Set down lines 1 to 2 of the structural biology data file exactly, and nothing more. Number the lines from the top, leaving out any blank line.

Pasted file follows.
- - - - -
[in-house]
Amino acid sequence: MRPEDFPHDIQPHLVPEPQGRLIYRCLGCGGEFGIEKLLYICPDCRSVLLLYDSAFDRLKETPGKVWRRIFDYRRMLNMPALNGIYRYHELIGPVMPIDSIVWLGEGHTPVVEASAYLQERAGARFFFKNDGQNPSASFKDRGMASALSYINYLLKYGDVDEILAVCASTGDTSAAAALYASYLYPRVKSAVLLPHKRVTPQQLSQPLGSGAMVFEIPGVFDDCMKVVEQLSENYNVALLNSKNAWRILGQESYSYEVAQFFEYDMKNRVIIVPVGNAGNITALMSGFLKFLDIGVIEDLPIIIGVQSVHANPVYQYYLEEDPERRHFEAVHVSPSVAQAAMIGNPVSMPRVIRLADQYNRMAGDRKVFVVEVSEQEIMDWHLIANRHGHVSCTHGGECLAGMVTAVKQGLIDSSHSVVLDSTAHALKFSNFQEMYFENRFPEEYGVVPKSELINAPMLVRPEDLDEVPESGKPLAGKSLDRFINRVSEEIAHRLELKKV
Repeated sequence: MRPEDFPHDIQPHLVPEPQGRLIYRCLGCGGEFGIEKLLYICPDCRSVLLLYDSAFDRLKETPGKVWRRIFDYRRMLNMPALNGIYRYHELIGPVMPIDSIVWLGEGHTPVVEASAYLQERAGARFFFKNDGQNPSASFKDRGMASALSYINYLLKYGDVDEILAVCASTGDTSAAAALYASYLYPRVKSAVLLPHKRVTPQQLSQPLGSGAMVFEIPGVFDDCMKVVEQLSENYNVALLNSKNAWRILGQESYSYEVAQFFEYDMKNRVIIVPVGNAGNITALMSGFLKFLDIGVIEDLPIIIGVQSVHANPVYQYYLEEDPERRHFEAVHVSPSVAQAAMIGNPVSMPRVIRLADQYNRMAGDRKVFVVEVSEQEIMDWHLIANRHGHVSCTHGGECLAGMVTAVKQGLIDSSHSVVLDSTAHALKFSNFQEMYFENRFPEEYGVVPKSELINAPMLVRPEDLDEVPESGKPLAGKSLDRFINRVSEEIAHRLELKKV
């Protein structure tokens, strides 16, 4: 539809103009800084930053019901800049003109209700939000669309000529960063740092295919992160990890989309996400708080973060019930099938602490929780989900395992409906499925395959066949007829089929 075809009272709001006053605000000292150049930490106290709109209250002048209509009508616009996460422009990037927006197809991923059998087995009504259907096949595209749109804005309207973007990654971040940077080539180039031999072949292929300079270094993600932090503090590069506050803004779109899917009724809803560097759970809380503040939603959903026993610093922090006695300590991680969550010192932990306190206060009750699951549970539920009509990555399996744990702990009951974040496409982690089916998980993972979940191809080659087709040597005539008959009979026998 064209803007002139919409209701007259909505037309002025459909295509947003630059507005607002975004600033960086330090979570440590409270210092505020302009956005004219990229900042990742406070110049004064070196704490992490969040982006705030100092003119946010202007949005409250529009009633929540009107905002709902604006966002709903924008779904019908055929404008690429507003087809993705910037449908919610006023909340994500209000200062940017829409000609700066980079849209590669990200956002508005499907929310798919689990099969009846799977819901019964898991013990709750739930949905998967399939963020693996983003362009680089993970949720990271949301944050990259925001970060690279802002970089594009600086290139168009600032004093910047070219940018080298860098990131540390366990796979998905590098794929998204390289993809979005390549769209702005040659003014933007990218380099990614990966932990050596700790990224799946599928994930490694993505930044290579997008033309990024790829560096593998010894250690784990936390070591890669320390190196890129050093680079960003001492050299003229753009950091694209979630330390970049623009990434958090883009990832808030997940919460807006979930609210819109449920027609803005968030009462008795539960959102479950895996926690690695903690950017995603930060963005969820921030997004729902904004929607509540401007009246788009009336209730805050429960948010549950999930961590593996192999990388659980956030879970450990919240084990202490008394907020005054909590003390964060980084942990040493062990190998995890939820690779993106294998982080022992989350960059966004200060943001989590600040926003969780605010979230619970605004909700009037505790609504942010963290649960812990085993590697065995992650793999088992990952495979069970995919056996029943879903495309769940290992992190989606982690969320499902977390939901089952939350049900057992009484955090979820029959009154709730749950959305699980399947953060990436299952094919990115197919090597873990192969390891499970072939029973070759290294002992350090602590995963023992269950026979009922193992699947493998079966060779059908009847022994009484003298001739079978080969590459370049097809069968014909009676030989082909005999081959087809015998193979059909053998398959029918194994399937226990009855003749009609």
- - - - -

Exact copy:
[in-house]
Amino acid sequence: MRPEDFPHDIQPHLVPEPQGRLIYRCLGCGGEFGIEKLLYICPDCRSVLLLYDSAFDRLKETPGKVWRRIFDYRRMLNMPALNGIYRYHELIGPVMPIDSIVWLGEGHTPVVEASAYLQERAGARFFFKNDGQNPSASFKDRGMASALSYINYLLKYGDVDEILAVCASTGDTSAAAALYASYLYPRVKSAVLLPHKRVTPQQLSQPLGSGAMVFEIPGVFDDCMKVVEQLSENYNVALLNSKNAWRILGQESYSYEVAQFFEYDMKNRVIIVPVGNAGNITALMSGFLKFLDIGVIEDLPIIIGVQSVHANPVYQYYLEEDPERRHFEAVHVSPSVAQAAMIGNPVSMPRVIRLADQYNRMAGDRKVFVVEVSEQEIMDWHLIANRHGHVSCTHGGECLAGMVTAVKQGLIDSSHSVVLDSTAHALKFSNFQEMYFENRFPEEYGVVPKSELINAPMLVRPEDLDEVPESGKPLAGKSLDRFINRVSEEIAHRLELKKV